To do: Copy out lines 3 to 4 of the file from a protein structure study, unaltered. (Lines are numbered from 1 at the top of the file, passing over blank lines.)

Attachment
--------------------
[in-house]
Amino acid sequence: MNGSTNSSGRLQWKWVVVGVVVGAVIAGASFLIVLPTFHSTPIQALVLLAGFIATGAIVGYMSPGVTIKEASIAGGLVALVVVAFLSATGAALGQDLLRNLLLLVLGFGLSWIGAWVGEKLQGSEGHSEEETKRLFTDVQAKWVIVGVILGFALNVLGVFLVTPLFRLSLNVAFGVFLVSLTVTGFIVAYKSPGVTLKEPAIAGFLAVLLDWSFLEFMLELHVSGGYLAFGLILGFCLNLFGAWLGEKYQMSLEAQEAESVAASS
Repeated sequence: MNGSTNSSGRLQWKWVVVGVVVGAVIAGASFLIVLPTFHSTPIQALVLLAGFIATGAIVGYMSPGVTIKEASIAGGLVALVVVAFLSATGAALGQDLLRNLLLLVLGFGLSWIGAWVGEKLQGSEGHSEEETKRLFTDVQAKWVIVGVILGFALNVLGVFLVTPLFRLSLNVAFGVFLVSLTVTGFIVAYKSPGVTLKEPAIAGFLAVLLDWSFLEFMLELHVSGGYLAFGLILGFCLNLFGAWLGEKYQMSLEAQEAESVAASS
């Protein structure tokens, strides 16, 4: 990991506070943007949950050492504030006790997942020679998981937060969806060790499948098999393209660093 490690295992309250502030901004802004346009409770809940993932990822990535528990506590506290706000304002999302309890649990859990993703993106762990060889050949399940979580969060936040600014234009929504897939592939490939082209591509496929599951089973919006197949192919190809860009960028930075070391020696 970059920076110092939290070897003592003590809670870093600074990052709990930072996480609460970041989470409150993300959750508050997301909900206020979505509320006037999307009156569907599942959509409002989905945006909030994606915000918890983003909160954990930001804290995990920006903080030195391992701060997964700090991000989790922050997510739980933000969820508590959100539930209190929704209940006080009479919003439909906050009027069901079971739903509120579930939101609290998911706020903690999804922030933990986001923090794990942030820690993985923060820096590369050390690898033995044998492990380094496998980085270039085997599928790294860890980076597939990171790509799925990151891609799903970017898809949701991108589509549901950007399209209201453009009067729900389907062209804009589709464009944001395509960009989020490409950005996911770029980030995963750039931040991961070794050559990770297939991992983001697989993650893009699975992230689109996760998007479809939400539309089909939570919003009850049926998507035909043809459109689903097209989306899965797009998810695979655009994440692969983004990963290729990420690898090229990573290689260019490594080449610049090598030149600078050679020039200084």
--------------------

Repeated sequence: MNGSTNSSGRLQWKWVVVGVVVGAVIAGASFLIVLPTFHSTPIQALVLLAGFIATGAIVGYMSPGVTIKEASIAGGLVALVVVAFLSATGAALGQDLLRNLLLLVLGFGLSWIGAWVGEKLQGSEGHSEEETKRLFTDVQAKWVIVGVILGFALNVLGVFLVTPLFRLSLNVAFGVFLVSLTVTGFIVAYKSPGVTLKEPAIAGFLAVLLDWSFLEFMLELHVSGGYLAFGLILGFCLNLFGAWLGEKYQMSLEAQEAESVAASS
């Protein structure tokens, strides 16, 4: 990991506070943007949950050492504030006790997942020679998981937060969806060790499948098999393209660093 490690295992309250502030901004802004346009409770809940993932990822990535528990506590506290706000304002999302309890649990859990993703993106762990060889050949399940979580969060936040600014234009929504897939592939490939082209591509496929599951089973919006197949192919190809860009960028930075070391020696 970059920076110092939290070897003592003590809670870093600074990052709990930072996480609460970041989470409150993300959750508050997301909900206020979505509320006037999307009156569907599942959509409002989905945006909030994606915000918890983003909160954990930001804290995990920006903080030195391992701060997964700090991000989790922050997510739980933000969820508590959100539930209190929704209940006080009479919003439909906050009027069901079971739903509120579930939101609290998911706020903690999804922030933990986001923090794990942030820690993985923060820096590369050390690898033995044998492990380094496998980085270039085997599928790294860890980076597939990171790509799925990151891609799903970017898809949701991108589509549901950007399209209201453009009067729900389907062209804009589709464009944001395509960009989020490409950005996911770029980030995963750039931040991961070794050559990770297939991992983001697989993650893009699975992230689109996760998007479809939400539309089909939570919003009850049926998507035909043809459109689903097209989306899965797009998810695979655009994440692969983004990963290729990420690898090229990573290689260019490594080449610049090598030149600078050679020039200084």